WE have all now heard of the collapse of the Silicon Valley Bank (SVB) – the premier tech start-up funding source. SVB’s share price collapsed after it revealed a $1.8 billion loss last Thursday following a $21 billion fire sale of its fixed-income portfolio.
An attempt to raise $2.3 billion to cover those losses failed and the Federal Deposit Insurance Corporation shut it down and took control of customer deposits Friday.
The last 5 days simplified:— Thomas Massie (@RepThomasMassie) March 14, 2023
A group of wealthy speculators got upset that their money ended up locked into a 10 year obligation at less than 2% return,
so they convinced government it was in everyone’s best interest to help them out of their jam at the expense of everyone else.
The FDIC offered Silicon Valley Bank employees 45 days of employment and 1.5 times their salary. US workers (SVB has overseas branches) also received their annual bonuses on Friday, just hours before FDIC took over the collapsed lender, Axios reported.
One billionaire, Peter Theil, and his Founders Fund, had no cash left in Silicon Valley Bank by Thursday as it all began to unravel. A source told Bloomberg the PayPal cofounder’s fund had moved to close its exposure to the failing bank after running into problems using SVB’s services.
The venture capital group had been engaging in a “capital call” — where it asked investment partners to send funds to invest in a company — by transferring funds to its Silicon Valley Bank account. However, the funds didn’t immediately go through as expected. This gave Thiel a bad case of spidey sense and he pulled all his cash from the bank by Thursday.
SVB became the 16th-largest bank in the country by turning itself into the financial institution of choice for Silicon Valley venture capitalists and the companies they funded. But in doing so, it also made itself exceptionally dependent on the health of the tech industry and on the choices of a relatively small number of VCs and company founders. That dependence is what made the bank so successful. It’s also what helped destroy it. Fast Company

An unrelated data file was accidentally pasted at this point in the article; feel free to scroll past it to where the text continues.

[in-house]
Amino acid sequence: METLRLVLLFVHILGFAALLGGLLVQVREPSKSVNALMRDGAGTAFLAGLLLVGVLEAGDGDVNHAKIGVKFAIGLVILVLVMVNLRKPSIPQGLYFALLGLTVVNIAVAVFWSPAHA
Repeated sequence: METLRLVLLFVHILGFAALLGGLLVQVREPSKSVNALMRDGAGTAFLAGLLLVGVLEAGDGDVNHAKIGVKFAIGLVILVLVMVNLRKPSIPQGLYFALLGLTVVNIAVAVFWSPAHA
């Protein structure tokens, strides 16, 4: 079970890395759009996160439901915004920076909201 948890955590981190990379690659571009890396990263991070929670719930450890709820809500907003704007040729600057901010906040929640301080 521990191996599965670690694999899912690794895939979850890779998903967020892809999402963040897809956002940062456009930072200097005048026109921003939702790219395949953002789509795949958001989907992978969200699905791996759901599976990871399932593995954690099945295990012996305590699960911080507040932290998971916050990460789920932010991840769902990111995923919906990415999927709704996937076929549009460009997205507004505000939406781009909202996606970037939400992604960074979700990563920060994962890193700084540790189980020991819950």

The “rich people” with money in Silicon Valley Bank are the real winners in President Joe Biden’s handling of the California-based bank’s collapse, economist Peter St Onge says.
After the fall of Silicon Valley Bank over the weekend, the Biden administration announced that the Federal Deposit Insurance Corp. will cover all depositors’ money there.
Normally, the Federal Deposit Insurance Corp. is responsible for covering deposits up to $250,000, ensuring that most small businesses and individuals are financially protected from a collapse. But in this case, the FDIC is going far beyond that $250,000 cap to cover every deposit in Silicon Valley Bank, regardless of the amount.
“If the administration gets away with this, then we are going to start moving into a world where bankers, where Wall Street, feels like they can take any risk they like, because this is all going to get bailed out because you’ve got these human shields,” St Onge, a research fellow in economics at The Heritage Foundation, says.
Ultimately, the federal government’s actions to protect Silicon Valley depositors probably will result in higher inflation, St Onge says*. “I think we’re very likely to see a lot more inflation,” he says.
Joe isn’t being entirely accurate here
The way the FDIC works is that the banks all contribute to a fund to share the pain of a bank failure. This massive bailout will mean increased charges for the rest of us. There is no such thing as free money. They are using insurance money to bailout uninsured billionaires/millionaires. Premiums/Banking fees will go up, resulting in everyone who uses a bank to pay for this (aka the taxpayers get screwed again).
Thanks to actions we've taken over the past few days to protect depositors from Silicon Valley and Signature Banks, Americans can have confidence that our system is safe.— President Biden (@POTUS) March 13, 2023
People’s deposits will be there when they need them – at no cost to the taxpayer.
*Interview with Daily Signal Podcast here.